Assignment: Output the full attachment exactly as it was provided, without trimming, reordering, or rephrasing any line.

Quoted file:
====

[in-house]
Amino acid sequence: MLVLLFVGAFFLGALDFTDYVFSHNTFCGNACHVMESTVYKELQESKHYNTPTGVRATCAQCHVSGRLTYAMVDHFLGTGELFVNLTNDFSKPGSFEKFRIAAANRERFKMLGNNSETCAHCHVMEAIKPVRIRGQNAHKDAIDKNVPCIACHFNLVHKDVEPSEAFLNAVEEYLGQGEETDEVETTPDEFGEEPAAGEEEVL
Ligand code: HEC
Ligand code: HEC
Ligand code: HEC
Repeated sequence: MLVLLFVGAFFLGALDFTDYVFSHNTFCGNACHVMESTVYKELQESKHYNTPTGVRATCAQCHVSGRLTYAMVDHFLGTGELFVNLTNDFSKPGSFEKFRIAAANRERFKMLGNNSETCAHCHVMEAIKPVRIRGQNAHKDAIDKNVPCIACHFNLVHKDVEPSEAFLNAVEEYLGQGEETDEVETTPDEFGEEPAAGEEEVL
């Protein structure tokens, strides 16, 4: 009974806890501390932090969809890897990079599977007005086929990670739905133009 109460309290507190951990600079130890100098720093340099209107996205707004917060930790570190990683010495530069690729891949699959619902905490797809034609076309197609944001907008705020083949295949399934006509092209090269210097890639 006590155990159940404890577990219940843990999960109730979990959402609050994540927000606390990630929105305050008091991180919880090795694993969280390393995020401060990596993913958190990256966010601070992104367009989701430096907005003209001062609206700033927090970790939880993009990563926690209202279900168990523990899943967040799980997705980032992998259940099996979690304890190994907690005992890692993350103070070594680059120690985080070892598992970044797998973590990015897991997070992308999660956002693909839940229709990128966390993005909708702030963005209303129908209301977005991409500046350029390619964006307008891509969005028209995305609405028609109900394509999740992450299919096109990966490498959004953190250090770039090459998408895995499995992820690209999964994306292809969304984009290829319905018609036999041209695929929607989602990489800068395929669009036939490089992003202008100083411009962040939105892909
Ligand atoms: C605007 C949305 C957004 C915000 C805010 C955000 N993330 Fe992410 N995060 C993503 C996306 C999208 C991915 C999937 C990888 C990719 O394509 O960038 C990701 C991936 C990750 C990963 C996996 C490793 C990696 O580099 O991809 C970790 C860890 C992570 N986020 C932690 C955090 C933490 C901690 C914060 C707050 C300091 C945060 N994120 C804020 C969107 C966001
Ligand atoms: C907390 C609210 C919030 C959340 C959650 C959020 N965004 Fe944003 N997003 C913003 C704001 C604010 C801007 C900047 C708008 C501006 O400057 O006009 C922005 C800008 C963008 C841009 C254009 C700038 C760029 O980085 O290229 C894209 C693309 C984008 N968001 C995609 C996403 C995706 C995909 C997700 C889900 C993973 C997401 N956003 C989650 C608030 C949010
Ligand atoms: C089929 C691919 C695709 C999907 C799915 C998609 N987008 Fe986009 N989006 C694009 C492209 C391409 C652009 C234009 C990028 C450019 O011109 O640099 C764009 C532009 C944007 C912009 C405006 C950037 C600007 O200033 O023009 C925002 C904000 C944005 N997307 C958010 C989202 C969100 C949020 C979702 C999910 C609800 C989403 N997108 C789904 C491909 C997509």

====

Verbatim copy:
[in-house]
Amino acid sequence: MLVLLFVGAFFLGALDFTDYVFSHNTFCGNACHVMESTVYKELQESKHYNTPTGVRATCAQCHVSGRLTYAMVDHFLGTGELFVNLTNDFSKPGSFEKFRIAAANRERFKMLGNNSETCAHCHVMEAIKPVRIRGQNAHKDAIDKNVPCIACHFNLVHKDVEPSEAFLNAVEEYLGQGEETDEVETTPDEFGEEPAAGEEEVL
Ligand code: HEC
Ligand code: HEC
Ligand code: HEC
Repeated sequence: MLVLLFVGAFFLGALDFTDYVFSHNTFCGNACHVMESTVYKELQESKHYNTPTGVRATCAQCHVSGRLTYAMVDHFLGTGELFVNLTNDFSKPGSFEKFRIAAANRERFKMLGNNSETCAHCHVMEAIKPVRIRGQNAHKDAIDKNVPCIACHFNLVHKDVEPSEAFLNAVEEYLGQGEETDEVETTPDEFGEEPAAGEEEVL
């Protein structure tokens, strides 16, 4: 009974806890501390932090969809890897990079599977007005086929990670739905133009 109460309290507190951990600079130890100098720093340099209107996205707004917060930790570190990683010495530069690729891949699959619902905490797809034609076309197609944001907008705020083949295949399934006509092209090269210097890639 006590155990159940404890577990219940843990999960109730979990959402609050994540927000606390990630929105305050008091991180919880090795694993969280390393995020401060990596993913958190990256966010601070992104367009989701430096907005003209001062609206700033927090970790939880993009990563926690209202279900168990523990899943967040799980997705980032992998259940099996979690304890190994907690005992890692993350103070070594680059120690985080070892598992970044797998973590990015897991997070992308999660956002693909839940229709990128966390993005909708702030963005209303129908209301977005991409500046350029390619964006307008891509969005028209995305609405028609109900394509999740992450299919096109990966490498959004953190250090770039090459998408895995499995992820690209999964994306292809969304984009290829319905018609036999041209695929929607989602990489800068395929669009036939490089992003202008100083411009962040939105892909
Ligand atoms: C605007 C949305 C957004 C915000 C805010 C955000 N993330 Fe992410 N995060 C993503 C996306 C999208 C991915 C999937 C990888 C990719 O394509 O960038 C990701 C991936 C990750 C990963 C996996 C490793 C990696 O580099 O991809 C970790 C860890 C992570 N986020 C932690 C955090 C933490 C901690 C914060 C707050 C300091 C945060 N994120 C804020 C969107 C966001
Ligand atoms: C907390 C609210 C919030 C959340 C959650 C959020 N965004 Fe944003 N997003 C913003 C704001 C604010 C801007 C900047 C708008 C501006 O400057 O006009 C922005 C800008 C963008 C841009 C254009 C700038 C760029 O980085 O290229 C894209 C693309 C984008 N968001 C995609 C996403 C995706 C995909 C997700 C889900 C993973 C997401 N956003 C989650 C608030 C949010
Ligand atoms: C089929 C691919 C695709 C999907 C799915 C998609 N987008 Fe986009 N989006 C694009 C492209 C391409 C652009 C234009 C990028 C450019 O011109 O640099 C764009 C532009 C944007 C912009 C405006 C950037 C600007 O200033 O023009 C925002 C904000 C944005 N997307 C958010 C989202 C969100 C949020 C979702 C999910 C609800 C989403 N997108 C789904 C491909 C997509």